To read the full story, click here.
Thursday, June 4, 2009
Tobin, 48, was indicted in October by a federal grand jury in Portland on charges of lying to the FBI during an interview on Oct. 14, 2003, about the phone jamming. Those charges were brought just days before the statute of limitations would have prevented prosecutors from making them and nearly three years after Tobin was vindicated on far more serious charges in New Hampshire. U.S. District Judge George Z. Singal in February dismissed the Maine charges on the basis of vindictive prosecution. Federal prosecutors on March 17 appealed Singal’s decision but on May 1 filed a motion to dismiss it.
The case against Tobin, of Bangor, Maine, came to a quiet conclusion last week when a U.S. Circuit Court of Appeals in Boston dismissed an appeal by prosecutors. The hang-up calls jammed phone lines set up by the state Democratic Party and the Manchester firefighters' union for more than an hour on Election Day, when Republican John Sununu won a Senate race against then-Gov. Jeanne Shaheen, a Democrat. Sununu won by nearly 20,000 votes in 2002, so the jammed phone lines probably had little impact on the outcome of the race. Tobin was cleared in federal court in New Hampshire of taking part in the plot. Then the government brought charges in Maine of lying to investigators, and a judge dismissed those before the case went on to the federal appeals court.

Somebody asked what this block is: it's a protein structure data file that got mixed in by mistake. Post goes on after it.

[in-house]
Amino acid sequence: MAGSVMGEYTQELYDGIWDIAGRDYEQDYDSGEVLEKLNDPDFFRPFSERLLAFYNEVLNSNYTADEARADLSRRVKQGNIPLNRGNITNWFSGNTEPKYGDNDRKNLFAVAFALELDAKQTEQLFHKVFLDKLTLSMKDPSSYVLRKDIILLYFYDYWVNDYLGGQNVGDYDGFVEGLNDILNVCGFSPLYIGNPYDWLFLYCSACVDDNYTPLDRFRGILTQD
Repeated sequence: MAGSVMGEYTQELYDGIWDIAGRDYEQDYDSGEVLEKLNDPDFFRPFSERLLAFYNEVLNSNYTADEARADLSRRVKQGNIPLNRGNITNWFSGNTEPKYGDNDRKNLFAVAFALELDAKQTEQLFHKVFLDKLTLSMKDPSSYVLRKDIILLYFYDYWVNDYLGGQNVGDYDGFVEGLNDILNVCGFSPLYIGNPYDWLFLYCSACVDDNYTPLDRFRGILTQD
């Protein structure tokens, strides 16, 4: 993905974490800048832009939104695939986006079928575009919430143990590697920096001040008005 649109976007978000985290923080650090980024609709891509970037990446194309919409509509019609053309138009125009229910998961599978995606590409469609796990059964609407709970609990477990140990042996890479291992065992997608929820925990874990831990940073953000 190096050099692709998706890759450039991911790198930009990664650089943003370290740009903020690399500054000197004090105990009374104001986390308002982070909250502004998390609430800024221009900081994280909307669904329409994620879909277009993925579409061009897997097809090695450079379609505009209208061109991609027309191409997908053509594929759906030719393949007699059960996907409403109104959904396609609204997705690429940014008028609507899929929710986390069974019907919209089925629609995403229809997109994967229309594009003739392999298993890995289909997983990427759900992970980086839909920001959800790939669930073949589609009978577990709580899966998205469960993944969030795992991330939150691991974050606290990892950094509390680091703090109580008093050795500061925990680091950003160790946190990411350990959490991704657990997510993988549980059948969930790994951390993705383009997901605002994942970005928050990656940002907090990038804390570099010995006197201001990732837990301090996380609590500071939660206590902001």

Wednesday, June 3, 2009
The topic of the article is banking, but Fitzgerald talks about the Rove Republican Racket and how they tried to cover for then-Illinois Governor George Ryan.
Fitzgerald accuses Karl Rove of trying to pressure him to nominate someone from the corrupt Chicago machine as U.S. Attorney, which for our sake Fitzgerald refused. Read this: